He didn’t leave to Jeroboam any who breathed, until he had destroyed him; according to the saying of Yahweh, which he spoke by his servant Ahijah the Shilonite;  for the sins of Jeroboam which he sinned, and with which he made Israel to sin, because of his provocation with which he provoked Yahweh, the God of Israel, to anger.
(1 Kings 15:28-29 WEB)

By the power and sovereignty of God’s grace, Jeroboam’s sick son did not live to suffer the extinction of his family. During his prophecy Ahijah had explained to the boy’s mother why her child would die an early death:

All Israel will mourn for him and bury him. He is the only one belonging to Jeroboam who will be buried, because he is the only one in the house of Jeroboam in whom the Lord, the God of Israel, has found anything good.
(1 Kings 14:13 NIV)

In Jeroboam’s entire family this child was the only one who had reverenced the true God; and God, in His goodness, claimed the child for Himself with an untimely death.

From Zero to Hero and Back

Bursting with pride, the conquering hero was on his way home. He fought back the twinge of regret that he did not have a son there waiting to relive–not that he didn’t love his daughter dearly.  A son, though, would better comprehend and appreciate his father’s valor and skill in mustering and maneuvering an army to victory.

But he would not dwell on that and diminish the joy he felt knowing in his daughter’s eyes he did not have to be a winning warrior to rate her respect and admiration. She looked up to him as her hero no matter what anyone else thought or did. Loving him unconditionally, she was not ashamed of him because he was illegitimate. That fact which drove his half-brothers to disinherit and chase him from his homeland did not make her think less of him. She never questioned his decision to survive by heading up a band of brigands. He knew she loved him neither more nor less when the tables suddenly turned and he got his just due.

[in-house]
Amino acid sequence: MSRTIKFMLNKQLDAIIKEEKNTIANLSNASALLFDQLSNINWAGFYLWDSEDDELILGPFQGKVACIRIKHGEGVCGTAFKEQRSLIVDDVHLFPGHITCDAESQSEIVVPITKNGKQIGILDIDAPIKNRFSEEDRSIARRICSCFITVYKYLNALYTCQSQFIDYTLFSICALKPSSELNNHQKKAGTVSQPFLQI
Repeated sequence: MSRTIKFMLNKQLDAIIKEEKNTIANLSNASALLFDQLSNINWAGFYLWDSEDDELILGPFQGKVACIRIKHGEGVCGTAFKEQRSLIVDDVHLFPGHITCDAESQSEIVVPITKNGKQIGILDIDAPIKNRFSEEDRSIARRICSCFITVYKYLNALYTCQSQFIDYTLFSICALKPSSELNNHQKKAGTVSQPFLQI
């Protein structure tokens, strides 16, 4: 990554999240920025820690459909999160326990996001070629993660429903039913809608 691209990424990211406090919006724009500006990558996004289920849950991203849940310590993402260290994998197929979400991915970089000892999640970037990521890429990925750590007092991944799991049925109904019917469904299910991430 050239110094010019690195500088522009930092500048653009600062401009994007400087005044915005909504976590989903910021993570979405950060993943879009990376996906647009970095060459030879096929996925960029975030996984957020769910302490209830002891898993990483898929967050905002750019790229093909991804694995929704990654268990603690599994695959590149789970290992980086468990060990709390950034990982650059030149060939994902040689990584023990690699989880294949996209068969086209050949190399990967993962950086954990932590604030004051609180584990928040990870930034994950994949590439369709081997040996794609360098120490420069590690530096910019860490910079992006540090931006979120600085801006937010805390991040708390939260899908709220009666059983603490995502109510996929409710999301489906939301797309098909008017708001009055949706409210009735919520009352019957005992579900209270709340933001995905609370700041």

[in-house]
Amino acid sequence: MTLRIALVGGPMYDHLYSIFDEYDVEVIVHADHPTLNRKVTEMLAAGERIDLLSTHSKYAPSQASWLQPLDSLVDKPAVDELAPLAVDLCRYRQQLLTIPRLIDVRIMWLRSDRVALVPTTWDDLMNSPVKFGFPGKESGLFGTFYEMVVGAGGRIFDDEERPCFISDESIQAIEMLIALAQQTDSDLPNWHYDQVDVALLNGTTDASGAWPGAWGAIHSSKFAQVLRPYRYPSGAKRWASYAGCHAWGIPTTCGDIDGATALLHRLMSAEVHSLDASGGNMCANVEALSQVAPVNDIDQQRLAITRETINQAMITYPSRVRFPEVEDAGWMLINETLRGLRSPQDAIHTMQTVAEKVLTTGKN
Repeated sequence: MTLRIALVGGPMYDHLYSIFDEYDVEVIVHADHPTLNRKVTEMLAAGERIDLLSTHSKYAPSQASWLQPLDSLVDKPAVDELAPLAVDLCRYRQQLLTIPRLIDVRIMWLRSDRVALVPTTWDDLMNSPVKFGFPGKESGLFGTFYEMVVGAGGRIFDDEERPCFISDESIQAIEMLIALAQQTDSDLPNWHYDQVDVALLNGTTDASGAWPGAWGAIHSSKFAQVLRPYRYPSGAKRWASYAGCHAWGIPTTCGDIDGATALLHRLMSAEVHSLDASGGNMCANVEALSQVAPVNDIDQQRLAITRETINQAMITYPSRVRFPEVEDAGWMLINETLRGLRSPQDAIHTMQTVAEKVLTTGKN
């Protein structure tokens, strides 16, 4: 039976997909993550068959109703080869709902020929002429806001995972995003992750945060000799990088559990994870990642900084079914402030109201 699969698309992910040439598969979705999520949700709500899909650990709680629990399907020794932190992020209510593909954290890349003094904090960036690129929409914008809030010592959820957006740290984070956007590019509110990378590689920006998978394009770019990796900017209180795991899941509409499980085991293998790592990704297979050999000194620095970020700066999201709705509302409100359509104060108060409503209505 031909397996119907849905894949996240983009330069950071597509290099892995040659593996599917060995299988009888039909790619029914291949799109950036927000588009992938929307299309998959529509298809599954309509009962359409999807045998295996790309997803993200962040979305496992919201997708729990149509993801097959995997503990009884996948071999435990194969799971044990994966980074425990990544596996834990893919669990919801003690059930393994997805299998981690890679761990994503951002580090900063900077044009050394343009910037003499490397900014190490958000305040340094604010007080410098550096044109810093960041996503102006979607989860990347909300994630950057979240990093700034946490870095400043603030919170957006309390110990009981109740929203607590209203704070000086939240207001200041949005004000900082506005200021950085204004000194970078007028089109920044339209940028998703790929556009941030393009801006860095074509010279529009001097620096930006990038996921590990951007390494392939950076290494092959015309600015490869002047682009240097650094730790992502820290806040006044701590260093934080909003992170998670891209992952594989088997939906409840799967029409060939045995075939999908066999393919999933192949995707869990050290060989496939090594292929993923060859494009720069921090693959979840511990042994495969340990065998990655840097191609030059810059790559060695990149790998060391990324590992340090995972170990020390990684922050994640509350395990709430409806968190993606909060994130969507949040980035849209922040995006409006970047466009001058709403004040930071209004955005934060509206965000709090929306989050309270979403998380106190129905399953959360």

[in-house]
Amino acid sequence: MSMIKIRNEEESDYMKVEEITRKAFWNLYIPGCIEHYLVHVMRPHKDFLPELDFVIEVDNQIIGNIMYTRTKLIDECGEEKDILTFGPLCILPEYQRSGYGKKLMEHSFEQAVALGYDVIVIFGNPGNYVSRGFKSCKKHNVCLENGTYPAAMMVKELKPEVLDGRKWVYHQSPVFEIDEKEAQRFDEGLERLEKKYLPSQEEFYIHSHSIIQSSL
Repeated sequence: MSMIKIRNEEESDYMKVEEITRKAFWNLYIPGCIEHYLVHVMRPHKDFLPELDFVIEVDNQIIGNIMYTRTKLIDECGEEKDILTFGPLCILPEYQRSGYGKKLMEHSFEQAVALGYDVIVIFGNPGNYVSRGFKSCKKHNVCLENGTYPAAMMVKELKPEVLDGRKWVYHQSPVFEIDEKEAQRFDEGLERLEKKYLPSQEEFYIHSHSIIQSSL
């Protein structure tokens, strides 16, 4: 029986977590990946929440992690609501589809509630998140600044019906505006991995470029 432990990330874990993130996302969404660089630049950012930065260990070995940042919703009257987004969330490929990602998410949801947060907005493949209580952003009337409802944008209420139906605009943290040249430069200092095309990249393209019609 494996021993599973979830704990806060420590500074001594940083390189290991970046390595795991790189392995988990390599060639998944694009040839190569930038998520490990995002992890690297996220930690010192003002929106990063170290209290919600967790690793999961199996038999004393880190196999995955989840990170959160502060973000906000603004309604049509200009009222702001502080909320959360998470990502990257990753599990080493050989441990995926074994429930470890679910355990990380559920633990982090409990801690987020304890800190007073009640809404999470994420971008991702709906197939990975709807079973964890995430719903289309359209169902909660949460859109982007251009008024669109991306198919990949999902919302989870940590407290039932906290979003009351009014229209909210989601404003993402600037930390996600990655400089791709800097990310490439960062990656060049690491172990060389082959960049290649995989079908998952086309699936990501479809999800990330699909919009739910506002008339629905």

The powers that be from his country–including his father’s other sons–showed up eating humble pie and left digesting him as a tough negotiator! That day they cared not an iota about his birth or any laws he might have broken while persona non grata. In dire straits they had sought him out for his acquired expertise in the art of war. Rightly so, they reconnoitered that recruiting him for their national commander was their only hope against the invasion forces. But he wasn’t about to kowtow and simply let bygones be bygones.

Here was an opportunity for him to go from zero to hero and beyond. Seizing it, he gave the groveling magistrates his terms:  If he routed the enemy, they would make him head of  his native country. Not only would he be their general during the war but also their chief ruler when that was successfully carried out.

He was spot-on with his assessment of the situation. They had no wiggle room. Being desperate, they would agree to anything and everything. No doubt about it, he knew how to bargain!

As the returning hero approached a bend in the road and his new house came into view, he had no inkling his promising world was about to turn upside down and inside out. With a smile caressing his lips, he was remembering that after his terms were accepted, his lovely daughter had thrown her arms around him and exclaimed, “Papa, I’m so happy for you!”

Now, he mused, he had the clout to arrange for her the best possible marriage. Who would refuse his daughter? But he would not consummate the deal until he was sure the man loved her as much as he did. He chuckled at the thought that in the not-too-distant future, he could be bouncing a grandson on his knee.

Just before he reached the front door, it flew open and out danced his exuberant daughter. As her lithe body swayed to the tambourine’s strikes, a pain the hero had never known stabbed his heart.

 When he realized who it was, he ripped his clothes, saying, “Ah, dearest daughter—I’m dirt. I’m despicable. My heart is torn to shreds. I made a vow to GOD and I can’t take it back!” (Judges 11:35 MSG).

What vow?